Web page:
One month ago, he was experiencing pain in his knee and it was threatening to buckle under him when he was descending stairs. Frightened, he sought the advice of a local surgeon who put him through X-rays and and an MRI to determine what was responsible for his pain.

It turned out that the pain was coming from his hip. Upon physical examination, the knee was twisted in a series of different directions (as the patient recalls) and none of the movements were provocative. Additionally, the diagnostic imaging showed that his knee was in perfectly good health.

But the hip? It had undergone significant degenerative changes and was (apparently) in dire need of a replacement. The hip replacement would, according to the surgeon, fix what was wrong in the knee; happy to have found a solution to his painful and potentially dangerous condition, the patient scheduled his surgery.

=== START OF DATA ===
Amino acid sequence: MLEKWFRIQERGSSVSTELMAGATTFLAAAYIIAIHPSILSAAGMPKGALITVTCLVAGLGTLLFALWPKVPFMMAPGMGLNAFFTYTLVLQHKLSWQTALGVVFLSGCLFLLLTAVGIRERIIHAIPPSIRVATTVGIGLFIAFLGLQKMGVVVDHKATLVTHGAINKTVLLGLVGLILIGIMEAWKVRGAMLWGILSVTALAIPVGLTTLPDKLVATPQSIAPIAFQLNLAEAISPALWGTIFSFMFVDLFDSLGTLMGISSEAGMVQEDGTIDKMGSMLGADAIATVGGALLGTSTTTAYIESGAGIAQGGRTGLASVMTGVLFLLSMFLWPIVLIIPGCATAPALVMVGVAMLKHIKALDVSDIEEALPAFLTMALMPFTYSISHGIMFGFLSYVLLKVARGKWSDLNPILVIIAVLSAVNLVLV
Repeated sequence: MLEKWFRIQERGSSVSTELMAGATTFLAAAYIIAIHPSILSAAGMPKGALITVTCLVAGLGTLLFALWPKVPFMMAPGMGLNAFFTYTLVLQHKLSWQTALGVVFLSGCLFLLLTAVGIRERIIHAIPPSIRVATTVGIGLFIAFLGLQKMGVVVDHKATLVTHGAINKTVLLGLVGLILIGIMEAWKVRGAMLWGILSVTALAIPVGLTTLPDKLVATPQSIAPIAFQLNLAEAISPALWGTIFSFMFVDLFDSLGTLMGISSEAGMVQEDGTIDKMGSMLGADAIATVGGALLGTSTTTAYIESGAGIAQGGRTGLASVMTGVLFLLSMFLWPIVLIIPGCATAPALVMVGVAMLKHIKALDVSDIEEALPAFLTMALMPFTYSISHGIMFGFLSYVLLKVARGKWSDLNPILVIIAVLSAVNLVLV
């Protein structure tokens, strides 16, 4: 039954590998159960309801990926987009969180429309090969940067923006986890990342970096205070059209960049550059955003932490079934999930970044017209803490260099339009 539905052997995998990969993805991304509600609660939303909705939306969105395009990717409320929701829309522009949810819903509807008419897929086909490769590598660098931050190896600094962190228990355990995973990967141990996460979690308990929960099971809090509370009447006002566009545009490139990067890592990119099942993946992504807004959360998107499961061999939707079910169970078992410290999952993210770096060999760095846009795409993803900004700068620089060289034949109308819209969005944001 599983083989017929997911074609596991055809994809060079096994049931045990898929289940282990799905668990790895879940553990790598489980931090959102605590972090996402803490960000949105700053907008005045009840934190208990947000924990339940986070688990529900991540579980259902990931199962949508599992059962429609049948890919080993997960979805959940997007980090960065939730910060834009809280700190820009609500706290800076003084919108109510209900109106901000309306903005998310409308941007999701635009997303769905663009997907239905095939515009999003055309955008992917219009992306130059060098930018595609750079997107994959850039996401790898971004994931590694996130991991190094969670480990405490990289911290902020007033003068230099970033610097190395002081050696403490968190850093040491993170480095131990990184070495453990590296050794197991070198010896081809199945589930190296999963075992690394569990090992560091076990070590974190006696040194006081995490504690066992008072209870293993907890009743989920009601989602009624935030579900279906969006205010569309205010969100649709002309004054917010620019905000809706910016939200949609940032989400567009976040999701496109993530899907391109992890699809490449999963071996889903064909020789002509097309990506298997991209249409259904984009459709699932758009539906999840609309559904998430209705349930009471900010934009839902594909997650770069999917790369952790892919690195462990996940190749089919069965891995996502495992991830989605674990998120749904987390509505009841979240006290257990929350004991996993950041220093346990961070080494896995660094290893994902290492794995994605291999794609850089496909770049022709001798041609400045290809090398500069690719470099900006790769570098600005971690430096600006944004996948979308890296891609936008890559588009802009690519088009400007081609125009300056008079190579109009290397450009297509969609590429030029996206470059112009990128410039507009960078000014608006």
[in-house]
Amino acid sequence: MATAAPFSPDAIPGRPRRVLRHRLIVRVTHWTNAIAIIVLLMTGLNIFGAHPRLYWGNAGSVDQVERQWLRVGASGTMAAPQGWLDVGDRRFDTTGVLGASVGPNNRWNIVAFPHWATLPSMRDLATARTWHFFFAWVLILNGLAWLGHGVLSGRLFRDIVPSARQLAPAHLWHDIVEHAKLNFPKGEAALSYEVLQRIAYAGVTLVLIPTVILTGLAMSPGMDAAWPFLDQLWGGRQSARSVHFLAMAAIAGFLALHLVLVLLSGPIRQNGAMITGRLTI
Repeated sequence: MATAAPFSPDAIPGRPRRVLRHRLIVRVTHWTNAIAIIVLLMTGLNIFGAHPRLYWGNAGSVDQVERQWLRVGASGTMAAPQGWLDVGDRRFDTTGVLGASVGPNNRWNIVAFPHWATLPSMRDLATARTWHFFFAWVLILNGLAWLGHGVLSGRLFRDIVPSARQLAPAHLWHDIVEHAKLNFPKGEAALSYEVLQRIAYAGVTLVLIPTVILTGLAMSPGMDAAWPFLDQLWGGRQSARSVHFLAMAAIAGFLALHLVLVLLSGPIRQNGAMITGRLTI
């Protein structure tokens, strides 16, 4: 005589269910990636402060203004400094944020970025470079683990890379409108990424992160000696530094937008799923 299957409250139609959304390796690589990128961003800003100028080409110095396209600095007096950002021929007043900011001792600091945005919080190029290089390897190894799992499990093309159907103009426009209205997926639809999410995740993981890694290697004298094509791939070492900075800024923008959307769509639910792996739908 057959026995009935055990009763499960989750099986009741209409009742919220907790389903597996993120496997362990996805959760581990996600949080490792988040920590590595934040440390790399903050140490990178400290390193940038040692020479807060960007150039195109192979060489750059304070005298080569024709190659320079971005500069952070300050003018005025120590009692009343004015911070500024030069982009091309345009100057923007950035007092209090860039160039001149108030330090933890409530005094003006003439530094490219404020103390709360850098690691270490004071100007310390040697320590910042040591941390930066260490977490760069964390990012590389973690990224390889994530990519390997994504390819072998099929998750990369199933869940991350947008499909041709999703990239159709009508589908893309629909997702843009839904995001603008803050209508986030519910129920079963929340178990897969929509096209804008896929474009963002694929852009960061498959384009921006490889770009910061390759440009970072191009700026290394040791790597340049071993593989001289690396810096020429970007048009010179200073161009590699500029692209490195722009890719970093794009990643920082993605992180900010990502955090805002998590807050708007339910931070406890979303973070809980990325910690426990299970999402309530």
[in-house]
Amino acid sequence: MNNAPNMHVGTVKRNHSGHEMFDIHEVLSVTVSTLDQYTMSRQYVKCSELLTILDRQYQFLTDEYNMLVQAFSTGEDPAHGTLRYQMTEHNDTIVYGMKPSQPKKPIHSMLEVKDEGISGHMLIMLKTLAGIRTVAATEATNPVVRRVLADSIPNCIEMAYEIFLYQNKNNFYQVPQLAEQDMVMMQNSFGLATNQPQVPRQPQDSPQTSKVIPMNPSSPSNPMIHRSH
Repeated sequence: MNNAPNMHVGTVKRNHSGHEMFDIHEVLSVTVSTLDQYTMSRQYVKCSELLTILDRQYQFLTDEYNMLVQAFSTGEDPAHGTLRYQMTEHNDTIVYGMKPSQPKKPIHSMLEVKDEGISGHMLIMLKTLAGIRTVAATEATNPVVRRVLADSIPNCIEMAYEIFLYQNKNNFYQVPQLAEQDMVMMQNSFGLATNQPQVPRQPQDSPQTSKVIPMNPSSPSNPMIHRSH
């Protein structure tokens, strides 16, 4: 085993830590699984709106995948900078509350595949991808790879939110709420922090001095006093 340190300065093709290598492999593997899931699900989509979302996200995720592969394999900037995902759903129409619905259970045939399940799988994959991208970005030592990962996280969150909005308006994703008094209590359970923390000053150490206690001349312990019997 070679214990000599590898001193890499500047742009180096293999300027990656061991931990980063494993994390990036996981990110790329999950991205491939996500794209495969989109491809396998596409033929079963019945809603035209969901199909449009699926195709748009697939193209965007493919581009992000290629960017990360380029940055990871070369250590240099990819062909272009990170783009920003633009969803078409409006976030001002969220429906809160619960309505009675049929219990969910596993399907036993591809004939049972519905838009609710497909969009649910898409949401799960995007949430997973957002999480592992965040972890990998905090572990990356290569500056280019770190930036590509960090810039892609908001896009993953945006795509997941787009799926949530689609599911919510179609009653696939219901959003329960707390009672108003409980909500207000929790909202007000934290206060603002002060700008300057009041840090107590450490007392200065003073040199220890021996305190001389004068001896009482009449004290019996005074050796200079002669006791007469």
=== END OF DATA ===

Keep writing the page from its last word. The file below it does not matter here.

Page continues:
.     .     .     .

I evaluated this gentleman today. When I entered his home, he was sitting in his favorite chair 4 days after his procedure, comfortable. “You wouldn’t believe it,” he said, “but I haven’t had any pain in my knee since the surgery.”

When I asked him to walk, he stood and began to move with his walker, placing an infinitesimal amount of pressure through the left leg. I encouraged him to still use the walker, slowly, but to try to put a little more weight through the limb.

“Ow!  There it buckled. Why does my knee still hurt?”


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